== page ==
High-end: Clarisonic. Yes, that contraption your girlfriend has. If you wonder how sexy beasts like Charlie Hunnam or Idris Elba have gorgeous, clear skin, chances are they have a Clarisonic. (I don’t know if they actually own one.)  If your girlfriend or wife has one, get another brush head and share. It times your wash, so you know how long to spend on each area of your face. The brush bristles remove dirt better than a wash cloth and it’s kind of like a spa experience you can get down with in the shower.

Ryan knows what’s up.

If you buy your own, there’s a $99 travel option (the Mia) and the $149 option (the Mia 2) and the Aria ($199). I’m going to be honest: I don’t think there’s a huge difference. The Aria has 3 speeds instead of two, it’s bigger; the Mia is smaller. They all come with a charger and usually a face wash made by Clarisonic. You will need a cleanser to use with this, but use something gentle (not an exfoliator).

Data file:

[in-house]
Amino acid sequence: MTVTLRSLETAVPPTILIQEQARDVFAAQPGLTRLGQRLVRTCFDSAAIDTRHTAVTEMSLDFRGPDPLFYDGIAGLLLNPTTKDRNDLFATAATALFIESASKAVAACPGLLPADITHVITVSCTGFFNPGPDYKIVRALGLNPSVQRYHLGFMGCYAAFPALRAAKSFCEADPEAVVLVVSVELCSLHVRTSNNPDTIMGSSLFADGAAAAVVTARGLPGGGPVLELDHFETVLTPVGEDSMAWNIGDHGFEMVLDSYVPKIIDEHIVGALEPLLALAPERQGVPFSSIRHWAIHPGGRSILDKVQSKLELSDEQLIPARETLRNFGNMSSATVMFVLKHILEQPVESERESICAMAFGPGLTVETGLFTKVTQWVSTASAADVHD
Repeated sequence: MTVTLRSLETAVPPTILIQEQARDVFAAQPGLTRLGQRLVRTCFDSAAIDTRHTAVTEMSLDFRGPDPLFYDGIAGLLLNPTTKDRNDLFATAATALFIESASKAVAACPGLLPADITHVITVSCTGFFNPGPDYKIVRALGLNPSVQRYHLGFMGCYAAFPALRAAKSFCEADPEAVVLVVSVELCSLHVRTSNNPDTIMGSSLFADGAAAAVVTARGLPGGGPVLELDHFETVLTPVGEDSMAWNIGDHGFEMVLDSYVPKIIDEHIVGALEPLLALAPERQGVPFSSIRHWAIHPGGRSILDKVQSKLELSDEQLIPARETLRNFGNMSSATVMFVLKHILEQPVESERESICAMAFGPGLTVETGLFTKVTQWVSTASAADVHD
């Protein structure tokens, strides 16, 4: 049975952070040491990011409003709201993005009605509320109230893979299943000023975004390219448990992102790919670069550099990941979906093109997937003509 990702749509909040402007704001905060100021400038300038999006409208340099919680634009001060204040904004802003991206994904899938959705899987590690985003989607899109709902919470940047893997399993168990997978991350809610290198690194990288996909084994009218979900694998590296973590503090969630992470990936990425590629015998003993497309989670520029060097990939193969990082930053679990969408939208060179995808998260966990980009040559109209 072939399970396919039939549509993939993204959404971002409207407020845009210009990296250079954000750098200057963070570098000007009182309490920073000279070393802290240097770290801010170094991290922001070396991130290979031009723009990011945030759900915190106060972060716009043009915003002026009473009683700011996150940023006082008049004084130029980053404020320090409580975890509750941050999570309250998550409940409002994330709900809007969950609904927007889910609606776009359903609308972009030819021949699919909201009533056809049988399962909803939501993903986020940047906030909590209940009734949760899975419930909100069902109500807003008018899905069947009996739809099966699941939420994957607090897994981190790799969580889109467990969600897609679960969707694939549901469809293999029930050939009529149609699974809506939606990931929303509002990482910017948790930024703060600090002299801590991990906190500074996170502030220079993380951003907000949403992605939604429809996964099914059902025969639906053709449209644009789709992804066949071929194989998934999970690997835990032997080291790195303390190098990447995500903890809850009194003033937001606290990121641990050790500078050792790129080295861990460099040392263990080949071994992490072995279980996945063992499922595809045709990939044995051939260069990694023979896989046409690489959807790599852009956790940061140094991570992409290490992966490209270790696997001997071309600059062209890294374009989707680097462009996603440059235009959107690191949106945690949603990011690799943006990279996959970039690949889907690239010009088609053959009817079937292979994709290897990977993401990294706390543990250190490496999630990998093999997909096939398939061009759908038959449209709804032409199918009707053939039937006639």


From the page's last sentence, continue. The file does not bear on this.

2. Cleanse

The rest of the week, you should be cleansing your skin twice a day, plus every time you sweat. (Don’t act like you’ve never thought about skipping a shower and going straight to the Playstation after a workout…)

You should have a mild cleanser that gets rid of dirt and bacteria. If you deal with breakouts, I’d suggest avoiding acne cleansers, because some tend to be too drying to use both morning and night. Spot treat instead.

A nice cleanser that has zero sulfates (which can dry out your skin) and a ton of aloe (hydrating) is Ursa Major’s Fantastic Face Wash ($26). You need a dime size amount. Put on your fingertips, and lather it on to damp skin for a minute, then rinse with cool water.

BONUS: Are you getting old as sh*t? Or feel like you’re quickly approaching that point? Find a cleanser with alpha and beta hydroxy acids. It’s very easy to find these, because they literally say it on the bottle. Or, they’ll say they contain:

Lactic acid

Glycolic acid

Salicylic acid (found in acne treatment products)

Citric acid

A great anti-aging face wash+ acne-clearing wash: Peter Thomas Roth Anti-Aging Cleansing Gel ($35 – but on sale here for $17).

3. Protect and Hydrate 

I would separate these, but I figure if I can get you to wear sunscreen, I’ll try to make it easy on you. SPF MOISTURIZER SHOULD BE YOUR JAM. Melanoma has been on the rise for the past decade. If you are in the sun or drive a car, you are at risk of getting melanoma. Please wear sunscreen.